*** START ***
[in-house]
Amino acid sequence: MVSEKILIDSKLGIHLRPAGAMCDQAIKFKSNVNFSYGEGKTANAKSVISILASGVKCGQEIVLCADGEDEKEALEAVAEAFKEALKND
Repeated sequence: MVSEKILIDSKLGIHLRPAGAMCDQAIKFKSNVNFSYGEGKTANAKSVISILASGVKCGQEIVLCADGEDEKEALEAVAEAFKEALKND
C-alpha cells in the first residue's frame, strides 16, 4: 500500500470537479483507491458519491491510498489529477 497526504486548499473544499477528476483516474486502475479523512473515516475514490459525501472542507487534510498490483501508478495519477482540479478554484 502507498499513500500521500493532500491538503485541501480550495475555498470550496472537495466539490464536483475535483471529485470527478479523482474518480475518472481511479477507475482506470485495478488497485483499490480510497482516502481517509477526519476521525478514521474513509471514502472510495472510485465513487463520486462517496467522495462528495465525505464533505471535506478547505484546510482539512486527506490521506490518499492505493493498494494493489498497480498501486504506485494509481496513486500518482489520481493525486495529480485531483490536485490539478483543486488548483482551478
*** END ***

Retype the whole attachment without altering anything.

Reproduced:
[in-house]
Amino acid sequence: MVSEKILIDSKLGIHLRPAGAMCDQAIKFKSNVNFSYGEGKTANAKSVISILASGVKCGQEIVLCADGEDEKEALEAVAEAFKEALKND
Repeated sequence: MVSEKILIDSKLGIHLRPAGAMCDQAIKFKSNVNFSYGEGKTANAKSVISILASGVKCGQEIVLCADGEDEKEALEAVAEAFKEALKND
C-alpha cells in the first residue's frame, strides 16, 4: 500500500470537479483507491458519491491510498489529477 497526504486548499473544499477528476483516474486502475479523512473515516475514490459525501472542507487534510498490483501508478495519477482540479478554484 502507498499513500500521500493532500491538503485541501480550495475555498470550496472537495466539490464536483475535483471529485470527478479523482474518480475518472481511479477507475482506470485495478488497485483499490480510497482516502481517509477526519476521525478514521474513509471514502472510495472510485465513487463520486462517496467522495462528495465525505464533505471535506478547505484546510482539512486527506490521506490518499492505493493498494494493489498497480498501486504506485494509481496513486500518482489520481493525486495529480485531483490536485490539478483543486488548483482551478